The Army on Tuesday said that there was a “mutual consensus to disengage” at the second round of Corps Commander level talks between India and China after the June 15 clashes at Galwan Valley in Ladakh, PTI reported.

The first round of Corps Commander talks was held on June 6, but the agreement was violated on June 15 during the “de-escalation” process, resulting in the death of at least 20 Indian soldiers in the worst violence on the border since 1975.

The nearly 11-hour-long meeting on Monday was held in a “cordial, positive and constructive atmosphere” and it was decided that modalities for disengagement from all areas in eastern Ladakh will be taken forward by both New Delhi and Beijing, officials told the news agency. “There was a mutual consensus to disengage.”

The meeting was held at Moldo on the Chinese side opposite Chushul sector in eastern Ladakh, according to News18. The Indian side was led by Lieutenant General Harinder Singh, General Officer Commanding of the Leh based 14 Corps and the Chinese side by Major General Liu Lin to resolve the escalating tensions between both sides.

Meanwhile, Army chief Manoj Naravane is scheduled to visit Ladakh later on Tuesday to speak with the troops on the ground, reports said.

Earlier in the day, Congress President Sonia Gandhi accused the Narendra Modi government of mishandling the crisis on the border with China. She said it is an “undeniable fact” that several “brazen transgressions” have occurred along the Line of Actual Control since April.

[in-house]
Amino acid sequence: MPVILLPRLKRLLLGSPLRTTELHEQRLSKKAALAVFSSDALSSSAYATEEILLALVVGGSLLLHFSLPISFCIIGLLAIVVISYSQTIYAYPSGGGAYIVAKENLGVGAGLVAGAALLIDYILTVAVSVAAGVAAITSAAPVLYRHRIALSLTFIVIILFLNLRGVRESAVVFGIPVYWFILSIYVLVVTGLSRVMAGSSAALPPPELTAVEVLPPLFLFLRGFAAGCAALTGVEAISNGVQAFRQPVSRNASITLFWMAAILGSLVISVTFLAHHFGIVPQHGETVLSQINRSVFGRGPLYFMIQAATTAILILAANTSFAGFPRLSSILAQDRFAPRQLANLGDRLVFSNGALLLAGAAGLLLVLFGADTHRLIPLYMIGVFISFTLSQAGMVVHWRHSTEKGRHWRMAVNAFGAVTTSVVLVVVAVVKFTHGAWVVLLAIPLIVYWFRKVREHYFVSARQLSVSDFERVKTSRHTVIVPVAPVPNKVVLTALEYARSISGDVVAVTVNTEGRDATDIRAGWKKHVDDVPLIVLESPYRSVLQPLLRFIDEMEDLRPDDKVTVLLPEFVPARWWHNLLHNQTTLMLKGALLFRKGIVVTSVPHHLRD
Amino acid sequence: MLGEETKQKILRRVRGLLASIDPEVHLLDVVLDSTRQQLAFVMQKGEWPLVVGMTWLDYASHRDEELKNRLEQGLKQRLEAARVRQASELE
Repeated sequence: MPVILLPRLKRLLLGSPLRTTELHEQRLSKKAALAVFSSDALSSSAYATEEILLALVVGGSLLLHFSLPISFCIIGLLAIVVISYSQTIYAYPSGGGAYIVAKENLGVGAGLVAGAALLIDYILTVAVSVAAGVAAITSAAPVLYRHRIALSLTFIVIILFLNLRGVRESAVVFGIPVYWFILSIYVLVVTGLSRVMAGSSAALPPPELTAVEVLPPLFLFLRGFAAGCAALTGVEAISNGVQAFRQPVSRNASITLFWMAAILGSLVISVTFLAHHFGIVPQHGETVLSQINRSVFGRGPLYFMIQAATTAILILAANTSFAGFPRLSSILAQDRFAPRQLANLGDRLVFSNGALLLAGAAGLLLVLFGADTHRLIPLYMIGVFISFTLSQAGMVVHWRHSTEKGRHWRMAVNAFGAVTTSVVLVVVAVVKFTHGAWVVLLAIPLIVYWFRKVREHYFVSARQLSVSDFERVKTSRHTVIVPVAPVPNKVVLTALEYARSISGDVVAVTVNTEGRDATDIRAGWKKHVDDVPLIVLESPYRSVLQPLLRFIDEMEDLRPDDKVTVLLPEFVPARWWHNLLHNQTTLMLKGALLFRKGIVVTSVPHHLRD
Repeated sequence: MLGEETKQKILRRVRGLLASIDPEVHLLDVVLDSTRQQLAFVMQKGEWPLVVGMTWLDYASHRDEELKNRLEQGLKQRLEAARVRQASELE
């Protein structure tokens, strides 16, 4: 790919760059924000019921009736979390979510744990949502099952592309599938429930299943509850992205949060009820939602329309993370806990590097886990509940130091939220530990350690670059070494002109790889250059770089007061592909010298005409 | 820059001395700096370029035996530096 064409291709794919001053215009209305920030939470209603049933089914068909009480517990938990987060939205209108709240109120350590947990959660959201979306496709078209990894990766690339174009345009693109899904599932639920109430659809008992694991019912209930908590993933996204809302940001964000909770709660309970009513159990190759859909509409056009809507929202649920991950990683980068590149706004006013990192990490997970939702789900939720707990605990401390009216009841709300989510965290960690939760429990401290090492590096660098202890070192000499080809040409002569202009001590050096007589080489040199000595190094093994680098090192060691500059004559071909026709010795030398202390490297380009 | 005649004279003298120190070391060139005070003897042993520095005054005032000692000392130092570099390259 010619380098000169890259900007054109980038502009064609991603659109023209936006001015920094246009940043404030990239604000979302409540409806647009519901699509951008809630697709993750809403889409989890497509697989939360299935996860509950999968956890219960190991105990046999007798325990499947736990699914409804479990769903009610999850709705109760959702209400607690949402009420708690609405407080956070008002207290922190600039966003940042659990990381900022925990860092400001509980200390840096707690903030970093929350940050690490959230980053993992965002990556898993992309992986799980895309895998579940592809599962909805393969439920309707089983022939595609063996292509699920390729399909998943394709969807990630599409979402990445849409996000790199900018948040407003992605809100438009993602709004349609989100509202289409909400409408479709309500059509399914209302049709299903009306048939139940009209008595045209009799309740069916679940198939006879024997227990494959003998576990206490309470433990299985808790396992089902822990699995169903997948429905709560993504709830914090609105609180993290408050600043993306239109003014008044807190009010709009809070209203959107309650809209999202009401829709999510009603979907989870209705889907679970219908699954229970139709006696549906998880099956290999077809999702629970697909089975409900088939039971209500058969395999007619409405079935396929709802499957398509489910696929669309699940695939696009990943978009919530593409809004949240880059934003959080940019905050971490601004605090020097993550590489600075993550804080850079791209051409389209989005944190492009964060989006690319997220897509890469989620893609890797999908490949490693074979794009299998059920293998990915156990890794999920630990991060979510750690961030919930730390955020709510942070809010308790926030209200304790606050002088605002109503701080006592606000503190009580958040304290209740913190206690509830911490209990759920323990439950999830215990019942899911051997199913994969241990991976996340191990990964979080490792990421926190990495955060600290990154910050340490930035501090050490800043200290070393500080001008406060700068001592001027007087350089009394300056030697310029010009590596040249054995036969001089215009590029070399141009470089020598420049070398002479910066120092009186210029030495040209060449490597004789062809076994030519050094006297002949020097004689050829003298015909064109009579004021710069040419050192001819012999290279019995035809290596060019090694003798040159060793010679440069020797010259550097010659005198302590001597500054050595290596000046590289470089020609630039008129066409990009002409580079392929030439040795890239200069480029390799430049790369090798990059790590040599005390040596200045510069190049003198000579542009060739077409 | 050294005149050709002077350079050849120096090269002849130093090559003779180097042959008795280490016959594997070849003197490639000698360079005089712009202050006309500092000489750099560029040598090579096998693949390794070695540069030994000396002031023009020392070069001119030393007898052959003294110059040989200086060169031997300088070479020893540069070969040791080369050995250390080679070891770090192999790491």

On Monday, Former Prime Minister Manmohan Singh had asked Prime Minister Narendra Modi to be “mindful” of the implications his statements will have on national security and not allow them to vindicate the Chinese position. However, hours later BJP President JP Nadda attacked Singh, saying his statement on the Ladakh clashes was “mere wordplay” and accused the Congress of questioning and demoralising the armed forces of the country.

Last week, a controversy erupted after Modi had said that no outsider was inside Indian territory in Ladakh nor had any border post of the Indian Army been captured during the clashes with Chinese troops. However, a clarification issued by Modi’s office claimed that attempts were being made to give a “mischievous interpretation” to his remarks and said his comments referred to the situation at the Line of Actual Control after Indian soldiers had foiled China’s intrusion.

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